A friend who I’d collaborated with through work in the non-profit sector called me a month after I left my position in an animal welfare role, and asked me to be their Marketing Manager. The girl who didn’t believe in herself could literally not believe it. The role was, drum roll please… in conservation, working for a palm oil free certification program, which focused on education and awareness of the palm oil industry, illegal logging in Borneo and Indonesia, and orangutans – my favourite animal.

Flashback: In 2018, I first went to Sumatra and saw the Sumatran orangutan in the wild, as well as volunteered with the Orangutan Information Centre, volunteered on a restoration site where the organisation had pulled down the monocrop of palm oil trees, and replanted native trees to restore the rainforest. We spent our days working in the nursery, walking in the forest, keeping an eye out for different bird and wildlife species, and planting trees.

In 2018, after my second journey to Indonesia in a Westerner’s naive wish to ‘save orangutans’, I left not knowing if I had any power within the palm oil industry and feeling quite helpless as an individual. Fast forward to four years later, and I was working for a palm oil free certification where businesses paid to get their products certified palm oil free, because they want to make a stand and say no to palm oil decimating Bornean rainforests. There was change happening. A lot slower than I hoped, but I have been part of the education and impact we were about to see in the local community, and for our precious wildlife. The first few years in this role saw me interviewing Birute Galdikas, my conservationist idol, joining the Eco Impacters podcast as a co-host, training volunteers, working with brands aiming to do better for deforestation, and working with a new bunch of fearless conservationist women I was proud to stand with.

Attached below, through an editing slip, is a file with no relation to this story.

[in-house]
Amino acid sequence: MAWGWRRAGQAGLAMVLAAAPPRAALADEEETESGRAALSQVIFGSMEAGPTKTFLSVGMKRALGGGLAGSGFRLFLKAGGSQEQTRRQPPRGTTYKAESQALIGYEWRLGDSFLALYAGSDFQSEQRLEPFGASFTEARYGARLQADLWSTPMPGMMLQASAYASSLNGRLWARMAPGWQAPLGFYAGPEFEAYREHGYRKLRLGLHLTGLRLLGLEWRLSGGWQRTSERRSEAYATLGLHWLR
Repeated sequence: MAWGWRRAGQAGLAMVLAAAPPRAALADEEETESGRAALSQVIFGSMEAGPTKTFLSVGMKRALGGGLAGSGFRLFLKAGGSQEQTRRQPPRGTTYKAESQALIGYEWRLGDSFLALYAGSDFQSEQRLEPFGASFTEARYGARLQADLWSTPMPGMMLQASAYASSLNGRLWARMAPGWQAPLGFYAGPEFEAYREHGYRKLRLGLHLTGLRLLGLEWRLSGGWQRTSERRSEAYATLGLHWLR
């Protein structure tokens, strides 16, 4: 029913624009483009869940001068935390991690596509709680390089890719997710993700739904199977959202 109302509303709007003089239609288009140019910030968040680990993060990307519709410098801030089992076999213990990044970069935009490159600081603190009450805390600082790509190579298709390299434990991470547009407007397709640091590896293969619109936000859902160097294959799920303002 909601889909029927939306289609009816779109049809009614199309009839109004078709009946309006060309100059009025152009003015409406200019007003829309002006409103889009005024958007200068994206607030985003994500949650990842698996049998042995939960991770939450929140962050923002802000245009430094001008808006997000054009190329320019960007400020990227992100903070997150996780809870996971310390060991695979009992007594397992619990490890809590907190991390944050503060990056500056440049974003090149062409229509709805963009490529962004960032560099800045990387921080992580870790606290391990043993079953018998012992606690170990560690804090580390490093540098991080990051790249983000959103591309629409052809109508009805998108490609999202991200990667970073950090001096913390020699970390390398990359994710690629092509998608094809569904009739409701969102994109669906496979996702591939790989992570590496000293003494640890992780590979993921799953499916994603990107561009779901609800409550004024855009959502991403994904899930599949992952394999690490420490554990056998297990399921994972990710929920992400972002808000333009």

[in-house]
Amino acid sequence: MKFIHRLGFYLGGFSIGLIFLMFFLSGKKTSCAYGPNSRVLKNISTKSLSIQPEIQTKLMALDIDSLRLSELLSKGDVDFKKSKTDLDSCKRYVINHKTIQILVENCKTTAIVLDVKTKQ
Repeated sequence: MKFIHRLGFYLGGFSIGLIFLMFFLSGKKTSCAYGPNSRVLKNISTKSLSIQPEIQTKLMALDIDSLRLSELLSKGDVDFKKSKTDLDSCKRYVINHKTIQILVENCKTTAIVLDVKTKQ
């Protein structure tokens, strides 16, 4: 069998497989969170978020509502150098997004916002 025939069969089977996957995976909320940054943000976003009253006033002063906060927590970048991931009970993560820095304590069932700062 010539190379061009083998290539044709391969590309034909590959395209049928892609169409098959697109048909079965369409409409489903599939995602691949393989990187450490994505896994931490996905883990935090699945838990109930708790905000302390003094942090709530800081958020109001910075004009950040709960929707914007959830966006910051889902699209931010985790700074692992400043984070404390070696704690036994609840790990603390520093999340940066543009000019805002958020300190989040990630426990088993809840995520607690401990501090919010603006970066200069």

Flash forward to the present day: 6 November 2023. The past two years have seen my career flourish, but more important than my career objectives, my life has flourished and I’ve been part of change through many avenues of incredible businesses in Australia. I’ve worked for conservation groups, an Indigenous business touring Australia and creating content for Aboriginal owned businesses, written articles about climate change and going plastic-free for sustainability businesses, worked for a regeneration project working towards planting an organic rainforest in Far North Queensland, worked for a palm oil free certification company, worked for an environmental social enterprise managing festivals and events in Australia, and conducted environmental consulting for Victorian councils, schools, businesses, and cafes. And now, I am starting fresh, again, establishing myself as a conservationist in a new country on Turtle Island in Canada. Frankly, it has been difficult so far. I’m continuing to remind myself what I offer, and that the right connections will form exactly when they are meant to. Until then, I continue to write about my passions on my blog, sharing the journey on Instagram and YouTube, volunteering for businesses I believe in, and networking every chance I get. All the while, trying to live in the present, live authentically and ethically, and continue creating a life I love.